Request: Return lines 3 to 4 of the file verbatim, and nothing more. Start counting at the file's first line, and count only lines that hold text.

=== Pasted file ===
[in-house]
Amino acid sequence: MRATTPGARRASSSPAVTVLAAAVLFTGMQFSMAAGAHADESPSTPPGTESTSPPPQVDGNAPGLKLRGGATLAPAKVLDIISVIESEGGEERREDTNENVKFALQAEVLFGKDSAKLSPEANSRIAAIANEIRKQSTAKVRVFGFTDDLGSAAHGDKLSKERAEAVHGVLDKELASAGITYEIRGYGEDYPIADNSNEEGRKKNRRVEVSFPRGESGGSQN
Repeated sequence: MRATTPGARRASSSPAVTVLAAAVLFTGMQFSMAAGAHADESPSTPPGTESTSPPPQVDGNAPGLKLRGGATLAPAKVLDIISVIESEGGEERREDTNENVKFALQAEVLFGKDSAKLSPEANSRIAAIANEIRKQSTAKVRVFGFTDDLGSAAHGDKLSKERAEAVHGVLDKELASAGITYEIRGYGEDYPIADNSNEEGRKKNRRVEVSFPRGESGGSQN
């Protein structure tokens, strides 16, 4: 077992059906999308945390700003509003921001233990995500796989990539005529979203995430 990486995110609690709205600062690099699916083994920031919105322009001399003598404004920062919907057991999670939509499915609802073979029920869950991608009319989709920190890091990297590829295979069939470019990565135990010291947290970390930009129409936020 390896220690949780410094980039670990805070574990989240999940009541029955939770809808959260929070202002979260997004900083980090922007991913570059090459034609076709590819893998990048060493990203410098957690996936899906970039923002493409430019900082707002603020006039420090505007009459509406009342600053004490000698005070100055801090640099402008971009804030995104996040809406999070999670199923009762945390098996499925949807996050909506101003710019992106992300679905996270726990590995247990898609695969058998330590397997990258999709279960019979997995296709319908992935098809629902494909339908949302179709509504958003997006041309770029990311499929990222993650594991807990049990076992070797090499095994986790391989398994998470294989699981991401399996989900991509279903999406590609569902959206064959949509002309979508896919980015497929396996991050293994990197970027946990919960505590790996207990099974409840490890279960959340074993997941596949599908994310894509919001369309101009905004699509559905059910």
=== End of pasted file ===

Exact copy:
Repeated sequence: MRATTPGARRASSSPAVTVLAAAVLFTGMQFSMAAGAHADESPSTPPGTESTSPPPQVDGNAPGLKLRGGATLAPAKVLDIISVIESEGGEERREDTNENVKFALQAEVLFGKDSAKLSPEANSRIAAIANEIRKQSTAKVRVFGFTDDLGSAAHGDKLSKERAEAVHGVLDKELASAGITYEIRGYGEDYPIADNSNEEGRKKNRRVEVSFPRGESGGSQN
């Protein structure tokens, strides 16, 4: 077992059906999308945390700003509003921001233990995500796989990539005529979203995430 990486995110609690709205600062690099699916083994920031919105322009001399003598404004920062919907057991999670939509499915609802073979029920869950991608009319989709920190890091990297590829295979069939470019990565135990010291947290970390930009129409936020 390896220690949780410094980039670990805070574990989240999940009541029955939770809808959260929070202002979260997004900083980090922007991913570059090459034609076709590819893998990048060493990203410098957690996936899906970039923002493409430019900082707002603020006039420090505007009459509406009342600053004490000698005070100055801090640099402008971009804030995104996040809406999070999670199923009762945390098996499925949807996050909506101003710019992106992300679905996270726990590995247990898609695969058998330590397997990258999709279960019979997995296709319908992935098809629902494909339908949302179709509504958003997006041309770029990311499929990222993650594991807990049990076992070797090499095994986790391989398994998470294989699981991401399996989900991509279903999406590609569902959206064959949509002309979508896919980015497929396996991050293994990197970027946990919960505590790996207990099974409840490890279960959340074993997941596949599908994310894509919001369309101009905004699509559905059910």